OHCHR: ‘Mob justice’ cases since 2002 total 73

PHNOM PENH (The Phnom Penh Post/ANN) - There have been 73 cases of “mob justice”, since 2002 leaving 57 people dead and 16 wounded, according to an Office of the UN High Commissioner for Human Rights (OHCHR) report.

Since 2002, there have been 73 cases of “mob justice”, leaving 57
people dead and 16 wounded, according to an Office of the UN High
Commissioner for Human Rights (OHCHR) report released on Thursday on
deaths, beatings and abuse carried out by the “people’s court” in

However, the OHCHR said the numbers might be lower than actual
figures since cases were not always reported or recorded as linked to
“popular justice”.

The report said extrajudicial violence occurred due to a lack of
trust in the police, the court and prison systems, including perceived
corruption affecting investigations.

It said mob justice was a violation of human rights, such as the
right to life, a fair trial, the presumption of innocence and to be free
from torture. It is also a breach of the country’s Criminal Code.

Some of the solutions, the OHCHR said, included timely
intervention by the police or other local authorities, raising awareness
among the population that “popular justice” was a crime, and ensuring
effective investigation and prosecution in all cases of extrajudicial
violence as well as other crimes.

This could help build trust in the authorities and encourage people not to take justice into their own hands, the OHCHR said.

The report is the first prepared by the OHCHR since 2002 focusing on mob violence.

It was published to ascertain the causes of mob justice and provide
recommendations to specialist government officials to put a stop to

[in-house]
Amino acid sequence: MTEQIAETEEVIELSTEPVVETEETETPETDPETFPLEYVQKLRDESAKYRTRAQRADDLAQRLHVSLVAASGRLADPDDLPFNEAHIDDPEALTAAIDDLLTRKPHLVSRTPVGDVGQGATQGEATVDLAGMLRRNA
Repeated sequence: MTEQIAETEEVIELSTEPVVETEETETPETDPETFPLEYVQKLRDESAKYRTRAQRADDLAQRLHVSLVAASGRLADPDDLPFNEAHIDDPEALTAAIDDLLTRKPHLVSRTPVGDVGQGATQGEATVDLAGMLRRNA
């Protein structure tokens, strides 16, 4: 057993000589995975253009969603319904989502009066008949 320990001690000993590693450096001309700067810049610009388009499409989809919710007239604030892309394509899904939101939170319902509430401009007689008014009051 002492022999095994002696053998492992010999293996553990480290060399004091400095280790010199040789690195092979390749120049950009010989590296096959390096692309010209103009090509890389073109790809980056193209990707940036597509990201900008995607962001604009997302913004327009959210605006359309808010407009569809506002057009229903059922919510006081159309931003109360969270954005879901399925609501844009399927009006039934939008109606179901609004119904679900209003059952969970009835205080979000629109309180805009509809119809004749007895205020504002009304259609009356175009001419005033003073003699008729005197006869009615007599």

extrajudicial violence.

Rights group Adhoc spokesman Soeung Sen Karuna said to stop mob
violence, the government had to stamp out corruption in the court

In particular, he said, the wealthy and powerful must face
prosecution when they commit offences, and such cases should be more
widely publicised so people can see the proof for themselves.

“So we should produce short video clips of all offences as we saw
recently when the UN produced some on social media. Everyone should take
part,” Sen Karuna said.

Cambodia Human Rights Committee spokesperson Chin Malin acknowledged
that extrajudicial violence was a sensitive issue in Cambodia, but that
the government had done a great deal to tackle the problem by educating
the people and strengthening the capacity of law enforcement officials.

“Past occurrences may have been because of a lack of comprehensive media coverage and law enforcement at the time,” he said.

Malin said the issues raised in the OHCHR report did not fully
explain the causes that led to mob justice, neither did they offer
workable mechanisms to deal with the issue or identify the stakeholders
who should be involved in its resolution.

The government alone could not be held accountable, he said, and
there had to be participation from civil society organisations and
opposition politicians.

Malin said opposition parties had used politics to fuel hatred and
discrimination against Vietnamese and Chinese nationals, causing unrest
and rebellion including extrajudicial violence.

He said a mob beating had left University of Cambodia English
professor Suy Sareth seriously injured early last year, and the incident
was influenced by the politicising of class hate and racial prejudice.

“For a clear example, look at Sareth’s case. When a road accident
occurred, people shouted that he was a Chinese or Vietnamese national
because he had a fair complexion. So it’s a case of politics fuelling
people’s anger to commit violence,” Malin said.

However, he stressed that since the Sareth incident, there had not
been any instances of mob violence and that the authorities had strictly
enforced the law by sending three people to prison and were looking for
four others who remain at large.